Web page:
What's more important to you -- the journey or the destination?

This is as good a time as any to ask the question (with apologies to Ralph Waldo Emerson). Change is in the air, whether it's the switch between summer and fall, or the upcoming presidential election, or a wobbly economy that's unable to decide between recession and recovery.

So I asked my readers about their journeys. And their destinations.

The responses were telling.

"It is both," says veteran travel agent Tommie Imbernino, who has taken the time to answer my annoying questions since my coming-out as an opinionated, troublemaking travel columnist in 1996.

"It is the excitement of getting ready, putting out your clothes so you can decide what to take, making your list. The excitement that you are going to become an adventurer -- no matter how many times you have traveled, or how many places you have been. There is something so exciting about the thought," he adds.

He's right, that's how it should be. Travel ought to be an adventure. All of it.

But that's not how it is for many of us.

In interview after interview, travelers told me they dreaded the journey. Just the thought -- going to the airport, dealing with the TSA, being snarled at by a flight attendant, coping with delays and the overall apathy -- made many readers want to stay home.

"The way things are these days, the destination surely is the draw," says Gary Koenig. "Flying the unfriendly skies sure doesn't qualify for much other than being an ordeal."

Over and over, I heard the same thing: The journey sucks.

It isn't just flying, although airlines are complained about most frequently. The once-great American road trip is frequently marred by traffic, road rage, and the worst kind of lodging experience you can imagine.

No one takes pride in their hotel anymore; it is nothing more than a franchise opportunity, where everything from the towels to the napkins at the eat-all-you-want breakfast is dictated from the corporate office. Why should anyone care if their property is any good when a suit in the New Jersey suburbs says it meets standards?

And cruises. Ah, cruises! Now there's an example of journey being as important, and perhaps more important, than the actual destination. After all, some Caribbean ports are little more than crumbling concrete docks connected to a customs house connected to a flea market selling shell necklaces made in China.

But there, too, the thrill is gone. You once could take a deep breath of salty air after you boarded the ship, anticipating the voyage ahead in relative peace and quiet. Now crewmembers are buzzing around you, offering extras that will turn your vacation into an ancillary revenue windfall for the company. Everything -- from the picture they take of you as clear the walkway to the after-dinner show -- costs extra. Someone always seems to have his hand out.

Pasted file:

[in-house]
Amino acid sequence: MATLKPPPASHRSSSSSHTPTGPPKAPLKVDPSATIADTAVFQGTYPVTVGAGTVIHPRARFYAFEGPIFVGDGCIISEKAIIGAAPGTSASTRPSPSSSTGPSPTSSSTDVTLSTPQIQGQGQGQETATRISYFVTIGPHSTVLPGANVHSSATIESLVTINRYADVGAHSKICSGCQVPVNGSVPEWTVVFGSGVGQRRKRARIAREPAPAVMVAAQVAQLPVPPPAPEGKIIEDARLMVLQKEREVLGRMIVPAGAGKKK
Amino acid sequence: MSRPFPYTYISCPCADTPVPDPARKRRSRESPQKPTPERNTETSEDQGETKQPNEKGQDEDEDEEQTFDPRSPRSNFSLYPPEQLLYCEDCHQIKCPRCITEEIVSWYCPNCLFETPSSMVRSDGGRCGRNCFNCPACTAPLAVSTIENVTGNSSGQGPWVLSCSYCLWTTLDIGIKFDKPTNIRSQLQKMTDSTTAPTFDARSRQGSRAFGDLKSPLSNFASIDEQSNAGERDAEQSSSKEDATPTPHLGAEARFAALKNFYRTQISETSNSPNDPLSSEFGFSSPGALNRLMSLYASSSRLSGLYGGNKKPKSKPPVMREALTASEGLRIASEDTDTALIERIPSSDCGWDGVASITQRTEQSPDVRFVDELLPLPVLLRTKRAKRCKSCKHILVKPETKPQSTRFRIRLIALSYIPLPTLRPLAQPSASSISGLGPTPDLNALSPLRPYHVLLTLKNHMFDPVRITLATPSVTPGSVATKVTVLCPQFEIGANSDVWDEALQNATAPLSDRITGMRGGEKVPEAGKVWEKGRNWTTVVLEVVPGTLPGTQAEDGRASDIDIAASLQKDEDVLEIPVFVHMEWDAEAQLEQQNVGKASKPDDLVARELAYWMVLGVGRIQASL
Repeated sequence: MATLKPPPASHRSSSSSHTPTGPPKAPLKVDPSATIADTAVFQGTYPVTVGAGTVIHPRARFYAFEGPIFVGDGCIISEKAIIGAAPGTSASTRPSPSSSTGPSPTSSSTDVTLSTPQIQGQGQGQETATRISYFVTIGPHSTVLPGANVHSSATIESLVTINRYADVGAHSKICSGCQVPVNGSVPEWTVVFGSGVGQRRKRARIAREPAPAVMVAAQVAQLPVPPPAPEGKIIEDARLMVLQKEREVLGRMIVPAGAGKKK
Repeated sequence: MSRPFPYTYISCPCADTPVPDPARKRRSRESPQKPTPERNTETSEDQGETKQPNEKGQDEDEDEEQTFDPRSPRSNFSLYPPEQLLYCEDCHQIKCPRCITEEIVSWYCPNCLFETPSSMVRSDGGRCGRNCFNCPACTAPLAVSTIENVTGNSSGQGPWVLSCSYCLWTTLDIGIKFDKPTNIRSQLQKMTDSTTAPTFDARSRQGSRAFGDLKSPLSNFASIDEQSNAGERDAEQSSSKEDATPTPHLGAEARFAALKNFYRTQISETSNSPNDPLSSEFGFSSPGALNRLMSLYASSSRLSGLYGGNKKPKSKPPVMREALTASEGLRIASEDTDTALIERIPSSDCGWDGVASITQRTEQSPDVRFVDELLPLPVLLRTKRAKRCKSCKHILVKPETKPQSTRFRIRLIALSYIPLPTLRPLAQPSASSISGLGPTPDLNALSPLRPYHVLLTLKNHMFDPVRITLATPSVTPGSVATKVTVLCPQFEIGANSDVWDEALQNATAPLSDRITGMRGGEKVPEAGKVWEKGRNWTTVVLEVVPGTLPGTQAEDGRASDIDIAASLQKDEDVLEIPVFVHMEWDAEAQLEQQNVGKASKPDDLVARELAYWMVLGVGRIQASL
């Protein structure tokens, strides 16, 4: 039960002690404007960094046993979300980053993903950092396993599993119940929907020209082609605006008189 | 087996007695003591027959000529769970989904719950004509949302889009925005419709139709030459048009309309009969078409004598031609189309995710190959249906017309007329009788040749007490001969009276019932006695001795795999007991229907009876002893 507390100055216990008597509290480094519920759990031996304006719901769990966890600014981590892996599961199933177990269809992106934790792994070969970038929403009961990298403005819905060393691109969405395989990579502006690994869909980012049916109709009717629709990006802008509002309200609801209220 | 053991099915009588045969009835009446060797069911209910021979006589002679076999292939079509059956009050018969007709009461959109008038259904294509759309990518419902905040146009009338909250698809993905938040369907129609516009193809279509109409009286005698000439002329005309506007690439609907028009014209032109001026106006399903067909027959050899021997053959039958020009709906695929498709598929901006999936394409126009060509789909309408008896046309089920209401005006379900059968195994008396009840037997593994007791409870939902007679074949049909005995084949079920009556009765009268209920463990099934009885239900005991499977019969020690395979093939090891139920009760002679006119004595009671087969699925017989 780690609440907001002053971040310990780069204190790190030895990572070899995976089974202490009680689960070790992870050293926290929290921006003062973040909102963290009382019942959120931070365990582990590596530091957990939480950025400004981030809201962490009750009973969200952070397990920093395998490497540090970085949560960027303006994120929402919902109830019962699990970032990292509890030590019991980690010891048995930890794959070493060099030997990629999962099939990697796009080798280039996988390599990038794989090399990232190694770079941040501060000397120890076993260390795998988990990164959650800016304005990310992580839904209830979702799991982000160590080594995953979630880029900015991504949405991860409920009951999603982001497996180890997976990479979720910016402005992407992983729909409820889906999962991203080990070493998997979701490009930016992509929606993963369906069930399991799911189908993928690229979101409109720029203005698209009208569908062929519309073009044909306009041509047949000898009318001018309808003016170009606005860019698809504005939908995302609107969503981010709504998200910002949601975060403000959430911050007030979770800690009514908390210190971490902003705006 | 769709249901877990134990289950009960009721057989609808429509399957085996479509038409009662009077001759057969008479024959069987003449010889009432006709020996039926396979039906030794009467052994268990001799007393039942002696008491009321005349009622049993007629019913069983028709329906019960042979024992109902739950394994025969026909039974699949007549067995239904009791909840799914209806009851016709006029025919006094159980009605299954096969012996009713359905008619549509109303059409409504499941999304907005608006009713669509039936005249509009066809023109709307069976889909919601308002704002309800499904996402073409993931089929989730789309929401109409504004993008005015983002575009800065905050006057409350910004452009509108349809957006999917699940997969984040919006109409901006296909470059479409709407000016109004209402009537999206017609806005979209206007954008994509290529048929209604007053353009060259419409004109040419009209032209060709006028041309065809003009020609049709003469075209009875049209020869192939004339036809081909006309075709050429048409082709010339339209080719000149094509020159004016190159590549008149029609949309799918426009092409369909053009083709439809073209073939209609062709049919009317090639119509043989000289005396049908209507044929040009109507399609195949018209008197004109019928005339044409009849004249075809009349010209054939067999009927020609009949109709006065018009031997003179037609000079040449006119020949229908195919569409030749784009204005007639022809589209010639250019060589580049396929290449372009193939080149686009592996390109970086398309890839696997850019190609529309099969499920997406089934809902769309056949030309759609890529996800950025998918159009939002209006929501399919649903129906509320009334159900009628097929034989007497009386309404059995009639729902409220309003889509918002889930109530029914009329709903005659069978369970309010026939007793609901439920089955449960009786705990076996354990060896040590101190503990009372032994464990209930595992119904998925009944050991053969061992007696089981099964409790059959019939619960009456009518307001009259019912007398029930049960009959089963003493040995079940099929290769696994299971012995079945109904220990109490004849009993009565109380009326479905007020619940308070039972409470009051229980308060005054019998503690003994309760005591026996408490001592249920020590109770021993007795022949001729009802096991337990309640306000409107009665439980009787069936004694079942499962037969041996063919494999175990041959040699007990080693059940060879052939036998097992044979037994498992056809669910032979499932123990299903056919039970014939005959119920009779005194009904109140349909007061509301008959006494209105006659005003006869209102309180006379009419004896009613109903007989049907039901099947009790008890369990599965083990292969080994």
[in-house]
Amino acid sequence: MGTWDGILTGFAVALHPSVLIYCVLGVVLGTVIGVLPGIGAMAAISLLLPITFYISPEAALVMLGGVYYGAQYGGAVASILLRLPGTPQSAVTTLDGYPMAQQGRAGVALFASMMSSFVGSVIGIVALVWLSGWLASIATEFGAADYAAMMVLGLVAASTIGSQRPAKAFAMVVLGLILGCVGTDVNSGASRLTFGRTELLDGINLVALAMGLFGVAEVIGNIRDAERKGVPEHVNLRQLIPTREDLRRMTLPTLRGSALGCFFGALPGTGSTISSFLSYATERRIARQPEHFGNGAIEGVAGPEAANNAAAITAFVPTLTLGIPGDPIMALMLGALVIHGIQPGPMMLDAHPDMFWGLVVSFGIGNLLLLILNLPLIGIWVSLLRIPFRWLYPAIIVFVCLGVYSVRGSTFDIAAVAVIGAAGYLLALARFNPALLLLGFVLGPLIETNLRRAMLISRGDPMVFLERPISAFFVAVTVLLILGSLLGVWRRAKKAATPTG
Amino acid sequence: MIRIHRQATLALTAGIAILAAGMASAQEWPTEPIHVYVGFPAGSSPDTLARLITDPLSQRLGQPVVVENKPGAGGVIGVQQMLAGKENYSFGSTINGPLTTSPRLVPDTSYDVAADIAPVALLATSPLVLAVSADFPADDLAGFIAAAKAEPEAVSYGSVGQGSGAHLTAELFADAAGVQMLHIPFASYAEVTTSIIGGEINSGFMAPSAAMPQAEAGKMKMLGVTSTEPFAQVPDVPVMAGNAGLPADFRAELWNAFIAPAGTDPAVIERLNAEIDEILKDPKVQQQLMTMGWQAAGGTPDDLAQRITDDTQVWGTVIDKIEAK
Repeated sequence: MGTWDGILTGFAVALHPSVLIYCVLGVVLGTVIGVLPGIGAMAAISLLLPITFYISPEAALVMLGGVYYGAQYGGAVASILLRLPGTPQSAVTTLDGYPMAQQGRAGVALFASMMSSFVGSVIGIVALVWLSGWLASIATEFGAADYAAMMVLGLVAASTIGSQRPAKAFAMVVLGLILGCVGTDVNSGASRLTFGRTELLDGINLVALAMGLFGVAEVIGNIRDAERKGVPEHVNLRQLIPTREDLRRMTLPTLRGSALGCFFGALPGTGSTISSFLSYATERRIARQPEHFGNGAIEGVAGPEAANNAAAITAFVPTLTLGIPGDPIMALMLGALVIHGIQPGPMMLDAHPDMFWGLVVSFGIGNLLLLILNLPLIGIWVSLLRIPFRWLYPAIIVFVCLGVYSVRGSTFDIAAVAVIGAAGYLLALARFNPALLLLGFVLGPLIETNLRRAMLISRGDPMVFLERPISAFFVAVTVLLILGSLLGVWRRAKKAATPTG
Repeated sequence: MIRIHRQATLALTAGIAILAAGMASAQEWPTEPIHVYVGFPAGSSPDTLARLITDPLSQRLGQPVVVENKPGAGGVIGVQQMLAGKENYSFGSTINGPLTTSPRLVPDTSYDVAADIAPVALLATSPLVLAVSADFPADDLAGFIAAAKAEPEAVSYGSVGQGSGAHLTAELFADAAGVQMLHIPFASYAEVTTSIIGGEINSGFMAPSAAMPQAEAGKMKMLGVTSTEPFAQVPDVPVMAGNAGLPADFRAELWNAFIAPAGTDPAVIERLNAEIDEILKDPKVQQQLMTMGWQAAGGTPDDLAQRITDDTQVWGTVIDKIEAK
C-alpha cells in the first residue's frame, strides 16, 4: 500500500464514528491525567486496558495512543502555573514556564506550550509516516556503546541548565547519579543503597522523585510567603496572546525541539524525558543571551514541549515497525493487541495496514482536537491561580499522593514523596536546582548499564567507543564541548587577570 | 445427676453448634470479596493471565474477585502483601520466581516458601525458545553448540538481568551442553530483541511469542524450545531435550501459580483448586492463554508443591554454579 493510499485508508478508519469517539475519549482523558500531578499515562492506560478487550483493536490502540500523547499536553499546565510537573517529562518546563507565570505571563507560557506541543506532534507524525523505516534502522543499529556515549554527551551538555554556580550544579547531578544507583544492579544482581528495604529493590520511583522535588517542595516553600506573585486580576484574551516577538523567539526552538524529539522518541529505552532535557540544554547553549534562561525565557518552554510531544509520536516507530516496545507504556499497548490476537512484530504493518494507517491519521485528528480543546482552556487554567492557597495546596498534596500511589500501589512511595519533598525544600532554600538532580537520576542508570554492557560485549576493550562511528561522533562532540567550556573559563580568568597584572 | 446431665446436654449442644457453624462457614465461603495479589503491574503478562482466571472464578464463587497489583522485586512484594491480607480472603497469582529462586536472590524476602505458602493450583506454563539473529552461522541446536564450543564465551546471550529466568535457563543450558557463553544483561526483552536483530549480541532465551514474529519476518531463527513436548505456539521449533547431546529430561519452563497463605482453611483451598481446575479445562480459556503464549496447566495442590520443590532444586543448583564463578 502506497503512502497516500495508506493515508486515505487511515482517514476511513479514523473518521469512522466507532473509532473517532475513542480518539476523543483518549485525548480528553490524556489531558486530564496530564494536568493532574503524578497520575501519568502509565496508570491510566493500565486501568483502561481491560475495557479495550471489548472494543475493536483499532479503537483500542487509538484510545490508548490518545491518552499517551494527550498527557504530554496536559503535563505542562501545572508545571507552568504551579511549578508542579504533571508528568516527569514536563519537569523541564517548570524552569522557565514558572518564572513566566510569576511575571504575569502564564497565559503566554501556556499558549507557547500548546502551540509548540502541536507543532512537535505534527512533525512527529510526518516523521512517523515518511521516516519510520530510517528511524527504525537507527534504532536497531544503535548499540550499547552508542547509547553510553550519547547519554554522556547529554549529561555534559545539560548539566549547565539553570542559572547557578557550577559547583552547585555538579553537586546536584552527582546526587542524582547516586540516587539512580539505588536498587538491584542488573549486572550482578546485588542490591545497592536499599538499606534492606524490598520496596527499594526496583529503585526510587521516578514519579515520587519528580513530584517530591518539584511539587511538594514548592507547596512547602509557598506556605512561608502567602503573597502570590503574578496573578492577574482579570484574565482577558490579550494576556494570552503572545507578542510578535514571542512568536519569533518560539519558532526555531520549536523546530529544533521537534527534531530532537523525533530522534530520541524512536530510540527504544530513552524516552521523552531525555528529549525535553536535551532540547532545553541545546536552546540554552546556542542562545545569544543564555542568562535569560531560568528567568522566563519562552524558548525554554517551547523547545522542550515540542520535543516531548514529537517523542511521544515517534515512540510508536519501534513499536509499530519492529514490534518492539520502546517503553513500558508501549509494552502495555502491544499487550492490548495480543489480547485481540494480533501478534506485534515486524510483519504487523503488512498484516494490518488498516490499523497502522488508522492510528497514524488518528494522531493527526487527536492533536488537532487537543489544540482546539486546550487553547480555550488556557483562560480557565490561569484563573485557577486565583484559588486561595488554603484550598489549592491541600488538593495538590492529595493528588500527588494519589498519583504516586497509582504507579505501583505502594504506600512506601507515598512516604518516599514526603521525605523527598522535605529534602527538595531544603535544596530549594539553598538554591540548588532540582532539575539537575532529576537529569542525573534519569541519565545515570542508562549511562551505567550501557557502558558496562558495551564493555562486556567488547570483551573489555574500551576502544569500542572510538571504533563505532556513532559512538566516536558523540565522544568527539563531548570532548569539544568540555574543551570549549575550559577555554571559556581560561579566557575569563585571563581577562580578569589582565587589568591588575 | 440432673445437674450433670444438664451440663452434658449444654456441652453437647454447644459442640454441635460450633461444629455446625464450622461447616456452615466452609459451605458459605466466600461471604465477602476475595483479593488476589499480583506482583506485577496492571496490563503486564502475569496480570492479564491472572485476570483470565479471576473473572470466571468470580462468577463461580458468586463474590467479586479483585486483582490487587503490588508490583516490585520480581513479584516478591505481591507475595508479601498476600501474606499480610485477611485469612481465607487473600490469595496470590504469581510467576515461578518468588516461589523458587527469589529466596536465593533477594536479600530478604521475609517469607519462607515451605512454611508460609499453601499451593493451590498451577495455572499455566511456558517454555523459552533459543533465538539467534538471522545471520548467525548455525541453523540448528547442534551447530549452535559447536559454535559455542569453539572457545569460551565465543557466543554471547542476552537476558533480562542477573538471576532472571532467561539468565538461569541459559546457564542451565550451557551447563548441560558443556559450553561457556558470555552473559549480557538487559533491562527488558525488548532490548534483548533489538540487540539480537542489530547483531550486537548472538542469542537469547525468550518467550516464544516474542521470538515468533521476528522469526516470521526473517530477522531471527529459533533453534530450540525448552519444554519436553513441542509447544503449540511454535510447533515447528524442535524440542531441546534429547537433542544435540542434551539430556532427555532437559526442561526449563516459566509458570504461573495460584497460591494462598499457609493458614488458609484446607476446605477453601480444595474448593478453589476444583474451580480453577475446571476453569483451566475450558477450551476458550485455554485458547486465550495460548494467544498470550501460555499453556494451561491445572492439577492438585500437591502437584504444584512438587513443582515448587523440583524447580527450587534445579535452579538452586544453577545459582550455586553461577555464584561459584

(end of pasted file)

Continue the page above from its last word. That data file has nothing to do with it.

Swatting away come-ons from crewmembers is hardly the ideal way to enjoy the journey, don't you think?

What's even more upsetting to me is that there seems to be no shortage of industry apologists who have convinced us we wanted it like this.

We're the ones who asked for the $9 airfares, the $29 motel rooms, the "free" cruises. If we want to know why the journey is so unbearable, they add, maybe we should take a good look in the mirror.

(If we don't like what we see, they smugly add, we should pay top dollar for tickets and become frequent fliers like them. Then we can sit in first class and make snide comments about the "little people" in the back of the plane.)

But that's preposterous. I've been covering this business for a long time, and I've never heard someone ask to be nickel-and-dimed, to be mistreated and to be squeezed into a space that makes a coffin look roomy. No one ever requested this.

Yeah, we want to travel cheap. Truth be told, we'd pay nothing for our vacations if we could. That's no excuse for turning the journey, which was once the best part of the travel experience, into torture.

"Most of the time, it's when you get to the destination that the trip becomes enjoyable," says Tabby Stone, also a longtime reader.

It doesn't have to be that way.

The next time you board a train or get into a car to go somewhere, tell yourself that. When you shake your head and mumble, "That's ridiculous!", remember this column -- and for goodness sakes, do something.

Get off the bus, check out of the hotel, disembark the cruise ship, and tell them you won't be coming back until they make the journey as good as it can be.

Safe travels, everyone.

Christopher Elliott is the author of "Scammed: How to Save Your Money and Find Better Service in a World of Schemes, Swindles, and Shady Deals" (Wiley). He's also the ombudsman for National Geographic Traveler magazine and the co-founder of the Consumer Travel Alliance, a nonprofit organization that advocates for travelers. Read more tips on his blog, or e-mail him at Christopher Elliott receives a great deal of reader mail, and though he answers them as quickly as possible, your story may not be published for several months because of a backlog of cases.)